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Open source funding: What took so long?

The Heartbleed bug highlights the industry's reliance on open source software and reveals a shocking lack of support.

In the wake of the latest security meltdown, Heartbleed, the Linux Foundation, a non-profit consortium of industry titans, late last month formed the Core Infrastructure Initiative to support open source funding for some of the most critical and underfunded projects. The first target of this multimillion dollar endeavor is, quite understandably, OpenSSL. This action appears laudable, but it's been a long time coming for the OpenSSL Software Foundation (OSSF).

Consider the role OpenSSL plays. It's a core component that helps protect most Internet traffic. It's compiled into almost every software package implementing Secure Sockets Layer and Transport Layer Security -- both open source and commercial -- but the OSSF itself limps along on donations that average around $2,000 annually and any other funds it can secure from consulting and commercial support contracts.

Some believe the accidental error that created the Heartbleed vulnerability was sparked by a lack of funding and resources necessary for proper code review -- elements that are common in a mature software development process. While vendors are busy patting themselves on the back for coming to OpenSSL's rescue, this leaves the rest of us wondering why it took so long.

Heartbleed is the culmination in a recent trend of escalating exposures in encryption mechanisms, Web browsers and operating systems.

Heartbleed makes one yearn for those halcyon days before the constant barrage of software vulnerabilities, when open source projects were backed by heroes, forming the very foundation of the Internet. What happens to derail projects into security train wrecks? Is it the constant fights over code control or the inevitable siren song of a regular paycheck for developers? Heartbleed is the culmination in a recent trend of escalating exposures in encryption mechanisms, Web browsers and operating systems. But shouldn't OpenSSL have been different, given its importance?

The dirty little secret of open source is now revealed

Open source has been the industry's dirty little secret for a long time and now it's out for the world to see. Even in the days when proprietary hardware running Unix operating systems such as Solaris, AIX and HP-UX were the norm, open source application software still dominated. Sendmail, Apache, Internet Systems Consortium's (ISC) BIND and DHCP; let's not forget the important part open source played in the development of Microsoft and Apple. Would we have Active Directory without OpenLDAP or OS X without FreeBSD?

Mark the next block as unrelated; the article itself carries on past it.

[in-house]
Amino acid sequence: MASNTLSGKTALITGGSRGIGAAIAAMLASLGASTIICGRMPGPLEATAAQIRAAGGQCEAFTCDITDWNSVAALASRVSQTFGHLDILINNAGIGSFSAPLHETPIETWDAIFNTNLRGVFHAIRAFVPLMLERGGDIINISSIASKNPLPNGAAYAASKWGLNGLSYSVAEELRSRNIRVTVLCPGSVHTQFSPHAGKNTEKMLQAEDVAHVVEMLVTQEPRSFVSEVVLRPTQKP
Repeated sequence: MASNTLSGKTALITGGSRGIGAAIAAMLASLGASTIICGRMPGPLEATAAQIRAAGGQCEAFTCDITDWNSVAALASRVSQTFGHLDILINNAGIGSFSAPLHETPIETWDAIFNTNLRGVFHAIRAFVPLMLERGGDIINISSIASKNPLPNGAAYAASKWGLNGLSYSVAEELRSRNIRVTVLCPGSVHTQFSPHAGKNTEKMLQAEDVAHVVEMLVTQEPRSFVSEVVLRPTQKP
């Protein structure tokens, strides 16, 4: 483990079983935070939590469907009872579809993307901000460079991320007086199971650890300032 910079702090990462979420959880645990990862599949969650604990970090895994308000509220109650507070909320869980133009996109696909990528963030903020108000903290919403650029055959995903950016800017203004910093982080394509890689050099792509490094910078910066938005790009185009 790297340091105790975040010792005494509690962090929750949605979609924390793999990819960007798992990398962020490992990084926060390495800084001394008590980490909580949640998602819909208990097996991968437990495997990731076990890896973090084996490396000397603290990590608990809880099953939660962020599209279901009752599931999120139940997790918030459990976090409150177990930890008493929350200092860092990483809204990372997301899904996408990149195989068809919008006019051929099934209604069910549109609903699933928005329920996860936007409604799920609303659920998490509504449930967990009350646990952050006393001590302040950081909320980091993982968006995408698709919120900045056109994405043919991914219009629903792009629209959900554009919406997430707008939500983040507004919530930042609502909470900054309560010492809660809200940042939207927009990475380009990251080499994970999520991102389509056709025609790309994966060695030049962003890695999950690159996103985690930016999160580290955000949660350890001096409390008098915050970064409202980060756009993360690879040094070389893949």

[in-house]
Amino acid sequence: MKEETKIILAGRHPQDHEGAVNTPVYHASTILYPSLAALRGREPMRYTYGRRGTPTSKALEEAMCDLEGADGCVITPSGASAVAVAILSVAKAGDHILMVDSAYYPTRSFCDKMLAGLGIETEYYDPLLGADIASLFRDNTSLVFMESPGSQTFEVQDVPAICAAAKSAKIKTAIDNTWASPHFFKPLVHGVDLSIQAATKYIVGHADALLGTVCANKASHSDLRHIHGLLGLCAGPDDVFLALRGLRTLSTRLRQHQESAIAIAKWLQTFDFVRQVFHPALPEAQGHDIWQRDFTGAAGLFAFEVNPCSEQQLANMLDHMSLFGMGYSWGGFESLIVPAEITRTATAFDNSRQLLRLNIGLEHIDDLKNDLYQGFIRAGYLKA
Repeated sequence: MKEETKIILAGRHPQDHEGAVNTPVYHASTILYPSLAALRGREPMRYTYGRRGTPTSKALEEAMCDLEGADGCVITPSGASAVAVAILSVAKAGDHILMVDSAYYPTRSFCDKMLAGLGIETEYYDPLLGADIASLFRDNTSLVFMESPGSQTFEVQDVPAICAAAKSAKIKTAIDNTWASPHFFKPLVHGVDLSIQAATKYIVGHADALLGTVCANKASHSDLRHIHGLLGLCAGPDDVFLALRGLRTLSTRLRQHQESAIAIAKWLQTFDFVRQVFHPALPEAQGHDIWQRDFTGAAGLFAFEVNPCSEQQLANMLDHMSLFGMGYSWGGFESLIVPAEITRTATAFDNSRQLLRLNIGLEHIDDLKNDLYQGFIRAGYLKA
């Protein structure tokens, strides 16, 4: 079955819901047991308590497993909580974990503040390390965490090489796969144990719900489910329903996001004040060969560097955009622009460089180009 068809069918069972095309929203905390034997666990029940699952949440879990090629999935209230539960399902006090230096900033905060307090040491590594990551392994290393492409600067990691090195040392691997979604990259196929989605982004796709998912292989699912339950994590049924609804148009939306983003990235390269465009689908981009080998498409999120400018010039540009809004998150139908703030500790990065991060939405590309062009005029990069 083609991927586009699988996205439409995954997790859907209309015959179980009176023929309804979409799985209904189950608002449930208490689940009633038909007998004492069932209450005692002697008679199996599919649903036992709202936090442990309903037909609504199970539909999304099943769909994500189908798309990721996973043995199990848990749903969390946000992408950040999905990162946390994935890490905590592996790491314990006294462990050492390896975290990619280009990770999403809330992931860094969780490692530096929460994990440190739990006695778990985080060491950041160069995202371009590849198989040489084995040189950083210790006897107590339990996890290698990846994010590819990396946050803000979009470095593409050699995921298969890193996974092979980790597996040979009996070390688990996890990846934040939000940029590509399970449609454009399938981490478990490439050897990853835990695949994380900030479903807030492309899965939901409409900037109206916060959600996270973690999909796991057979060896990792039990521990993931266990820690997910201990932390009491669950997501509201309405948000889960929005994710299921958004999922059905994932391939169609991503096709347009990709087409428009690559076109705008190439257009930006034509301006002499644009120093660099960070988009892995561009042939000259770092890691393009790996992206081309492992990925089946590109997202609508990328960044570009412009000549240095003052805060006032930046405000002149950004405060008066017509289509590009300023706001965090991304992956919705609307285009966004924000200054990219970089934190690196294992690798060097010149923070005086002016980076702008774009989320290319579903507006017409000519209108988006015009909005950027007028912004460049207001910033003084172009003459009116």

In the early days of the Internet, people were just happy that the software worked and it was a playground for early development projects like Linux. Eric Allman, Paul Vixie and Linus Torvalds ruled this world like Robin Hoods, stealing from the big guys and giving to the rest of us. Commercial vendors have incorporated so much open source into their own applications that you'd be hard pressed to find a threat and vulnerability management system that doesn't use Nmap or an IP address management system that doesn't use ISC's DHCP. It's increasingly hard to tell where open source ends and commercial software begins.

These early developers didn't write software to get rich. Gerald Combs wrote Ethereal, now Wireshark, to solve a problem. He worked at a small ISP and needed a packet analyzer that would run on Unix-based platforms. He wasn't thinking about patents or selling it to someone to make a bundle of cash. Maybe that's become the problem in IT -- solving a problem has become secondary to having the next big IPO.

Heartbleed changes landscape in a fundamental way

How does Heartbleed change the landscape? This vulnerability has been devastating to the security community, with companies spending millions of dollars as they scramble to mitigate the issue. In place for two years before it was even disclosed, it will take months to know the full impact of this bug. But the real question to ask is if it's fair for the industry to continue its current relationship with open source, as if Heartbleed isn't the symptom of a much bigger issue. When an open source software project becomes ubiquitous and essential to doing business, it deserves better than begging for scraps from the IT industry. And it's pretty shameful that it took something as traumatic as Heartbleed to make that point.

This was last published in May 2014

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How can the industry better support open source initiatives?